Rain Dance? Crazy. Rain Prayer? Of course.

What bugs me about this guy is not that he believes that praying for rain will actually do anything. He’s no more intelligent than Alabama Governor Bob Riley who asked people to say the prayers in the first place.

What bugs me is he uses this story to indicate that “atheists cry out for help as well”:

It is times like this that I remember the story of the atheist who was driving down the rain-slick highway. He was driving too fast as he went into the curve and lost control of his vehicle, turning flip after flip. As he went down the embankment feeling death knocking at the door, he cried out “God, please help me.” He remembered then there was no God, as he had spoken out against God all of his adult life.

He was pinned in the car and the gas in the tank was running out of the broken fuel line. Then he said, “If there is a God, please forgive me and save me.” It was at this point that he blacked out. When he came to, he was in an ambulance on the way to the hospital.

After his recovery, he decided he wanted to thank everyone who had anything to do with helping him. He found the trooper who said there was a man standing on the side of the road who flagged him down. The trooper said he was just doing his job, calling in the report from a stranger. So who was the stranger? He was there one moment and gone the next. I believe this was an angel sent to save one more soul.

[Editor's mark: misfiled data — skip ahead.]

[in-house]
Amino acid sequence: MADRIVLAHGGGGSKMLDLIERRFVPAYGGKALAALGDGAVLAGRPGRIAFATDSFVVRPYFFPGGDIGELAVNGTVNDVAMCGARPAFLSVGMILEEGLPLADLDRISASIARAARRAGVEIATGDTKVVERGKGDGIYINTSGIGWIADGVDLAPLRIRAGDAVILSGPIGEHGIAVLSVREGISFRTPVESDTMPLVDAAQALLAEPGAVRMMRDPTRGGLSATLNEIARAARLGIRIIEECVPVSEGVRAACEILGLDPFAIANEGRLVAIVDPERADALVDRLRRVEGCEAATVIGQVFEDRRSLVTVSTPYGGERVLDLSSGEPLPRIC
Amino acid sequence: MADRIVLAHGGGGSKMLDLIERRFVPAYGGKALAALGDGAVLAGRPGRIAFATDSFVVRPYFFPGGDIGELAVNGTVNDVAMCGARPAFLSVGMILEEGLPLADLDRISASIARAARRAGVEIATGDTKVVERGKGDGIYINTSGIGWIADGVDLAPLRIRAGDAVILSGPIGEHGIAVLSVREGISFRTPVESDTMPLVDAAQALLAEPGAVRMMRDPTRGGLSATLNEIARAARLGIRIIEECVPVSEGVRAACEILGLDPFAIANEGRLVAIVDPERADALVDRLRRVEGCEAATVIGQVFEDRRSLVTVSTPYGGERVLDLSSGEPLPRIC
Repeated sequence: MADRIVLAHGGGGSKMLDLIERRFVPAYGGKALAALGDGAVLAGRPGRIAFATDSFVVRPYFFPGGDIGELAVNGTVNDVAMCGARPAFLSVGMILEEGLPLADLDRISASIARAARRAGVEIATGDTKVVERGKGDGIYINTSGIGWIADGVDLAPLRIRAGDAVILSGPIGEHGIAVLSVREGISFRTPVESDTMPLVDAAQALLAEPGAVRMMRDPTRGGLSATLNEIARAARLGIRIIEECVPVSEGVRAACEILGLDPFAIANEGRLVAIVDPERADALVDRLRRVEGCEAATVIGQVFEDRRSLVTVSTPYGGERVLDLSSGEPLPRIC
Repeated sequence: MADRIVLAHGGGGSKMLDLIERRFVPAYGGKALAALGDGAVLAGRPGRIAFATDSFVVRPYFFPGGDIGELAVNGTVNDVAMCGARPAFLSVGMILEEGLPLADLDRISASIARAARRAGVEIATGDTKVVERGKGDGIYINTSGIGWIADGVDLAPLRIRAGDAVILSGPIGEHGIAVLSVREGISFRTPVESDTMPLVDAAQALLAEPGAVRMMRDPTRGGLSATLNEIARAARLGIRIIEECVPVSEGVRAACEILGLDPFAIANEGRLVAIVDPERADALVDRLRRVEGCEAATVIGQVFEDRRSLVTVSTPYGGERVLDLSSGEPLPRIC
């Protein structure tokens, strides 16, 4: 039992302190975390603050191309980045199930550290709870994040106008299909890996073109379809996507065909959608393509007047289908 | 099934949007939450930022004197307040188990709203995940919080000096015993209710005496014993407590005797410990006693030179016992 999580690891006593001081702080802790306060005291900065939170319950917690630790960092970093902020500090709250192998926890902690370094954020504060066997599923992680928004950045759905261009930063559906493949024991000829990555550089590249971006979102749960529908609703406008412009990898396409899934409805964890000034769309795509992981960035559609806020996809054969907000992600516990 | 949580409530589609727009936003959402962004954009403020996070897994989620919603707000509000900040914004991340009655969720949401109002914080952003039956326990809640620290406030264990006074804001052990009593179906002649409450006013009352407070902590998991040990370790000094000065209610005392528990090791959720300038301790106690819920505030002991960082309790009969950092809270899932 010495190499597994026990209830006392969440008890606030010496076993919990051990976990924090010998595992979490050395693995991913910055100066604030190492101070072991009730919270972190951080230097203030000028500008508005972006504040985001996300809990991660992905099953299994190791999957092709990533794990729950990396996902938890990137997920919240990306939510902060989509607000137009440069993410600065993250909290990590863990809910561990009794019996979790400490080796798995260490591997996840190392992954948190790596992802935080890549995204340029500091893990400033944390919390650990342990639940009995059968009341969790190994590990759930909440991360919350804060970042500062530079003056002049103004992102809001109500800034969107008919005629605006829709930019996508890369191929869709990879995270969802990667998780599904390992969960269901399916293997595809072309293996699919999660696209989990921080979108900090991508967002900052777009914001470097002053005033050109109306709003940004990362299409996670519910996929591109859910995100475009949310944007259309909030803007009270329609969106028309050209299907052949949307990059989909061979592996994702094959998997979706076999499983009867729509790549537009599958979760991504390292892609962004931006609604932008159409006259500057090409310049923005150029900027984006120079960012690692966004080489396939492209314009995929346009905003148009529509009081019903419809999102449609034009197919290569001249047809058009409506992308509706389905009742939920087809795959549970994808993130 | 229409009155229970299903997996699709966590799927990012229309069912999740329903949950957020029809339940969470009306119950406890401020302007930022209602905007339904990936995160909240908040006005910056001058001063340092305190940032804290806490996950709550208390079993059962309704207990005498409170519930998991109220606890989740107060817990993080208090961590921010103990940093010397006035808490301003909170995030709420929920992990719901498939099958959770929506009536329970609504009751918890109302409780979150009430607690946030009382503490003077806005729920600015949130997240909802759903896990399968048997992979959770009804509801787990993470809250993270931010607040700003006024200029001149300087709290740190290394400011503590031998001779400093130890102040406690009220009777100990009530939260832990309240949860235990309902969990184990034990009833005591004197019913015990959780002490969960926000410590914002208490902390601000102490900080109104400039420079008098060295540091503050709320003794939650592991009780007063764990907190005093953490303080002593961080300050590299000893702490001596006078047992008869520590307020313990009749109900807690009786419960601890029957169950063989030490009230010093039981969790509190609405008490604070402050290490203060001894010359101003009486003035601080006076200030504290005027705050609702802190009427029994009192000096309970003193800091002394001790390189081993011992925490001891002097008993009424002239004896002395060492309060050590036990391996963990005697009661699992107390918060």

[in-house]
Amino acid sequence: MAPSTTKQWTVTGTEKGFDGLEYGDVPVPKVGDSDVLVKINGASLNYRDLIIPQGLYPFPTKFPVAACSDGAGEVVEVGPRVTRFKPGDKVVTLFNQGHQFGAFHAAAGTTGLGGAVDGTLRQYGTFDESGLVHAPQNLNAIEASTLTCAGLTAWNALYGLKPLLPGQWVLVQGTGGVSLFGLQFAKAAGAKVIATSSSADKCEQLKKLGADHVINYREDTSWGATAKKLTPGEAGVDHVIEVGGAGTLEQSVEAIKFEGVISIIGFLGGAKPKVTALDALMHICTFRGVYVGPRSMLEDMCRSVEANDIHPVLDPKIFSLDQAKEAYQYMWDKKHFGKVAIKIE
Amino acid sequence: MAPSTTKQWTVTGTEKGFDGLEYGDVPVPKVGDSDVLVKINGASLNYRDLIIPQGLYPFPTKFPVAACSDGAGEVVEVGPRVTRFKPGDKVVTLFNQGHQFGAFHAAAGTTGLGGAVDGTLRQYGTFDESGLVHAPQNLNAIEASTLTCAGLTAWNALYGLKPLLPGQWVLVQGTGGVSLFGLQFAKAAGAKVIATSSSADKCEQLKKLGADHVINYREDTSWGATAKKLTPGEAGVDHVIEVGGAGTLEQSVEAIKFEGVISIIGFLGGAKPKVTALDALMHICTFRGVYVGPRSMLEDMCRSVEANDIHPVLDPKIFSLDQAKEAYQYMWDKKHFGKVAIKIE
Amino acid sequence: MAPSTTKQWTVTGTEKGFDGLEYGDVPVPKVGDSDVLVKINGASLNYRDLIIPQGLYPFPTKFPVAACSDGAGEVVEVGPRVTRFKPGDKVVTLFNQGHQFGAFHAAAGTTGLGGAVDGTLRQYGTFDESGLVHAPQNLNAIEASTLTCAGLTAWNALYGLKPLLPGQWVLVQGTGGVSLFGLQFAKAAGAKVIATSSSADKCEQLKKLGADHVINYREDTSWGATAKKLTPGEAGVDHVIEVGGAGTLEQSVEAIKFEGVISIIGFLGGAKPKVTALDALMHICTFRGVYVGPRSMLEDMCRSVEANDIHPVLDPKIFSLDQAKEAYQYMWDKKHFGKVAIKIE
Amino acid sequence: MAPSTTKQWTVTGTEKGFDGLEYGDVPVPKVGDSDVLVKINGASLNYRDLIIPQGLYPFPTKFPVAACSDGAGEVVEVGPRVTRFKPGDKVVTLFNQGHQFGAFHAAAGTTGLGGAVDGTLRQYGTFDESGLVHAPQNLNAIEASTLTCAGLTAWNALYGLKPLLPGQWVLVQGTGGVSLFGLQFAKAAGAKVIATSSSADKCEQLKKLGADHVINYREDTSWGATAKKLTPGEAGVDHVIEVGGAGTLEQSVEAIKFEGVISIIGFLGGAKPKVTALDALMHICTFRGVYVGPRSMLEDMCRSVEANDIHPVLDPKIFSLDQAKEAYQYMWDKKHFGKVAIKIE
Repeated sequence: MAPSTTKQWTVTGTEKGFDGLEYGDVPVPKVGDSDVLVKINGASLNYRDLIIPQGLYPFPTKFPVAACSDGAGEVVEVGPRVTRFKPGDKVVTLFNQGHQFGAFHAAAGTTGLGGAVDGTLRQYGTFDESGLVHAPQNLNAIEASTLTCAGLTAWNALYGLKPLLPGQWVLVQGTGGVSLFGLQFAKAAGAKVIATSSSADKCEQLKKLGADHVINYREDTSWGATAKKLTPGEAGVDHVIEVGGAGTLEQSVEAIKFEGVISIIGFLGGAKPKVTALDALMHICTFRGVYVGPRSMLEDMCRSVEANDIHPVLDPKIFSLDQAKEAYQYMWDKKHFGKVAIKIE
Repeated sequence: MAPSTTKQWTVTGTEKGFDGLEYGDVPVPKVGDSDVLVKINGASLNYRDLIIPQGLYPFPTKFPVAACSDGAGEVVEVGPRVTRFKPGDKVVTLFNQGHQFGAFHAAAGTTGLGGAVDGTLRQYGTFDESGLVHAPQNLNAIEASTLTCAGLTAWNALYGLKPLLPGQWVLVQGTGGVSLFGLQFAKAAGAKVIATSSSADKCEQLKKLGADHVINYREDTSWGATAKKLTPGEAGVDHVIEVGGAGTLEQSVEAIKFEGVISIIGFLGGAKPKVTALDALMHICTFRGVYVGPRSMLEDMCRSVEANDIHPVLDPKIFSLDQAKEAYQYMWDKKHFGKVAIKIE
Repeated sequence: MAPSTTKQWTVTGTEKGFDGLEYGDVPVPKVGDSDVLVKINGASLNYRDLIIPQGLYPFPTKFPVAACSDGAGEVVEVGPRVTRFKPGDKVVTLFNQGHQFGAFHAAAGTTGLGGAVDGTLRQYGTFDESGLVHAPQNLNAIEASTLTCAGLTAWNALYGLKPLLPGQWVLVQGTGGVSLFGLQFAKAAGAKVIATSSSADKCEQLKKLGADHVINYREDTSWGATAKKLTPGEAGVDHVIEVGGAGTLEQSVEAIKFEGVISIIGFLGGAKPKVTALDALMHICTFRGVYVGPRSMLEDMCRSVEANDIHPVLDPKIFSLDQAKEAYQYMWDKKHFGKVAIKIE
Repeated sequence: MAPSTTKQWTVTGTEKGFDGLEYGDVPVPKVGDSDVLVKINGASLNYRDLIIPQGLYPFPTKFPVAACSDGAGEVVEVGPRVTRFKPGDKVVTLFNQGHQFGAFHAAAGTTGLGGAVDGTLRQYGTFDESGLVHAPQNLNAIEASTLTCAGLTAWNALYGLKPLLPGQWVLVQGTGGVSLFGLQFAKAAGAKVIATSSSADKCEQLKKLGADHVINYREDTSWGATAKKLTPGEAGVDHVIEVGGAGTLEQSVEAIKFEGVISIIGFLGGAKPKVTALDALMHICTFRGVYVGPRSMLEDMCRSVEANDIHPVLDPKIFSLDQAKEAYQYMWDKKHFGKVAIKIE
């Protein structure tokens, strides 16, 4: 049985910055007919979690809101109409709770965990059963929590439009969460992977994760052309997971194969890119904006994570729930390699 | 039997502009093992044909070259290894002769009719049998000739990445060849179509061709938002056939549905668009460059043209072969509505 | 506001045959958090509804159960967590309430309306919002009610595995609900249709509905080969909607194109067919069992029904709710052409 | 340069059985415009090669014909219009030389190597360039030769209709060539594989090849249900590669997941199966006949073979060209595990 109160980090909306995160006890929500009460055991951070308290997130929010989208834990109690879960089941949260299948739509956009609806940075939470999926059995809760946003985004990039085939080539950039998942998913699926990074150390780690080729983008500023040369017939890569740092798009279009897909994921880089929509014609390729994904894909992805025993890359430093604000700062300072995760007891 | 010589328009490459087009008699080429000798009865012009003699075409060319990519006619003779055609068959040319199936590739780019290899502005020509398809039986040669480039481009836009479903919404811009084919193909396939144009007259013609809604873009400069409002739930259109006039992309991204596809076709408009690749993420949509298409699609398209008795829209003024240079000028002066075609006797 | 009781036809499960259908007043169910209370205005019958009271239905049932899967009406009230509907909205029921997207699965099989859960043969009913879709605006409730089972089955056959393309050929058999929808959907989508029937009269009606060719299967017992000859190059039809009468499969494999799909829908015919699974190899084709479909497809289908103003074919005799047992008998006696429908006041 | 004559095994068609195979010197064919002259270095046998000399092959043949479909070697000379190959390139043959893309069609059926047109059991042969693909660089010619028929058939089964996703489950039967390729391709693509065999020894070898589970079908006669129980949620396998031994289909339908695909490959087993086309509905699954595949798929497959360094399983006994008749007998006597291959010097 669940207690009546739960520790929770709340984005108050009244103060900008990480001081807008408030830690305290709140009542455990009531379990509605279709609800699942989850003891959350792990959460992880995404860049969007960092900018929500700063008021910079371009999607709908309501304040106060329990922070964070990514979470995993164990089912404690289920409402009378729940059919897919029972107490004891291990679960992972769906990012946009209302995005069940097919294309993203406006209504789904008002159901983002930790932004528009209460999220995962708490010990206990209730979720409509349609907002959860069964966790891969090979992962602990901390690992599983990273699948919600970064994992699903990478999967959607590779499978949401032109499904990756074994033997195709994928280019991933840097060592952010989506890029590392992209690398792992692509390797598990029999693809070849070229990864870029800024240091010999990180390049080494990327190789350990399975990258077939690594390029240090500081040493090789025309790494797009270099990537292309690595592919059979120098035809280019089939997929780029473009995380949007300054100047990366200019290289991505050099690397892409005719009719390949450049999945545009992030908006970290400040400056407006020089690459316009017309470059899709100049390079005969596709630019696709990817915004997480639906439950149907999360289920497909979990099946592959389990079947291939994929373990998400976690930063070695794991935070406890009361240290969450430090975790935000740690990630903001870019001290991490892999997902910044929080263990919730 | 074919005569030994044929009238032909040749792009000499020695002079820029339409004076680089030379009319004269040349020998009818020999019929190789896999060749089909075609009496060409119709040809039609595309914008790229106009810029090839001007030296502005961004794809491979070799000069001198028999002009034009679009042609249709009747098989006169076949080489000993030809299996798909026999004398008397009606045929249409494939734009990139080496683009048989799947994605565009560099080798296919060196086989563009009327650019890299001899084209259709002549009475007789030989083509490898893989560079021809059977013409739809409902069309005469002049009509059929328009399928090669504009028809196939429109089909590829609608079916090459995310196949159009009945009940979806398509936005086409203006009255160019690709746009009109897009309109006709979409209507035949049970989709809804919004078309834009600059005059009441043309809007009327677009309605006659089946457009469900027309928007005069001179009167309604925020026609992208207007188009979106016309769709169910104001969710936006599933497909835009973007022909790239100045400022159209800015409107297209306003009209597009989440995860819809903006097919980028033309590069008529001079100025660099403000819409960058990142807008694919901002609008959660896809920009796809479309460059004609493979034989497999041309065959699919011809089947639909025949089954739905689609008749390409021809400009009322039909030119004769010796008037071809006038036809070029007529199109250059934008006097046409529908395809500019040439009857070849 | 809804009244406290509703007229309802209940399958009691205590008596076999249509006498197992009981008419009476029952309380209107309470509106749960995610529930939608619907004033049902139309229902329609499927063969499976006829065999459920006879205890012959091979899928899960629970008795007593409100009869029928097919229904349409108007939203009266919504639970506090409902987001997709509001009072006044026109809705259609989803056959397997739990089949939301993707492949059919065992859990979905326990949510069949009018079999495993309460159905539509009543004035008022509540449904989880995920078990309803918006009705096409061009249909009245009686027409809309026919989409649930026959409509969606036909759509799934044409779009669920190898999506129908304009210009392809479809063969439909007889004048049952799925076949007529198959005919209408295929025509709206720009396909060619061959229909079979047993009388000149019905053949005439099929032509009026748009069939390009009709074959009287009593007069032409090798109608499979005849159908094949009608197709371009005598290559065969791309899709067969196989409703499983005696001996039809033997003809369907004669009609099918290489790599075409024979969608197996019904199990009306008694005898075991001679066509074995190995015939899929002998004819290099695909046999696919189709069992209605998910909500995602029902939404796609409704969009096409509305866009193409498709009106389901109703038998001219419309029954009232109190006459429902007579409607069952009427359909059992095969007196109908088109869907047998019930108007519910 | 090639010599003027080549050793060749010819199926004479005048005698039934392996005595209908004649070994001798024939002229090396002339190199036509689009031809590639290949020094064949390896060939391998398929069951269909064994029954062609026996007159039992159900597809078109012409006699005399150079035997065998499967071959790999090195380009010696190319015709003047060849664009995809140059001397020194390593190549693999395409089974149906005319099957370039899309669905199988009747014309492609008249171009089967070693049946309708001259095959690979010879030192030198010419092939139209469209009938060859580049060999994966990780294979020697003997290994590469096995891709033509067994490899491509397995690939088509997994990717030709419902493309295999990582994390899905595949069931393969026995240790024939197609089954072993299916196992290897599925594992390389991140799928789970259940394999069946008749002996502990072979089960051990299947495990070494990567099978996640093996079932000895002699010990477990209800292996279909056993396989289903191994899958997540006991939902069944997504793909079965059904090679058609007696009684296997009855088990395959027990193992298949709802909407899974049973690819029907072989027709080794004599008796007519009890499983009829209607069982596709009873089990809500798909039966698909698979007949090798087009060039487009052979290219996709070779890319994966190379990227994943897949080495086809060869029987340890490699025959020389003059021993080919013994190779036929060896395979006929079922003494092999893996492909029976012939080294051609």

Two things are possible.

One is that the letter writer, Gene Dismukes, knows this is a fake story. In which case it makes for a weak letter since he can’t even come up with one real example of an atheist who called to God for help.

The other is that Dismukes believes this story is true. It’s not. Try finding a citation for it. Either he was lied to or he’s deluding himself.

Do these types of religious people ever do research before writing something for the newspaper? Or do they just think they know all the truths so there’s no need to look up any information?


[tags]atheist, atheism, Alabama, Bob Riley, God, Gene Dismukes[/tags]

  • http://www.kellanstec.com Kellan

    Living on a farm, my parents pray for rain all the time. When it rains, it’s a blessing from God. When it doesn’t rain, it is not God’s will for it to rain.

    I don’t understand this. They’d get the same results praying to a banana. Or doing a rain dance.

    About the story, these things happen all the time. Christians love to tell these awe-inspiring stories, but never cite a source. Who knows where this one came from.

  • Richard Wade

    Oh dear, another contrived, pat story entitled The Desperate Disbeliever at Death’s Door. People never seem to get tired of the same dumb story. I can instantly make these up: A Christian misses the same slippery curve the very next day. His car flips several times and lands upside down. He prays to God in full and complete faith that God will help him. The gas tank explodes and he’s burned to a crisp. There’s no mysterious guy on the road flagging down help so over several days his barbecued body is scattered all over the place by coyotes. The End.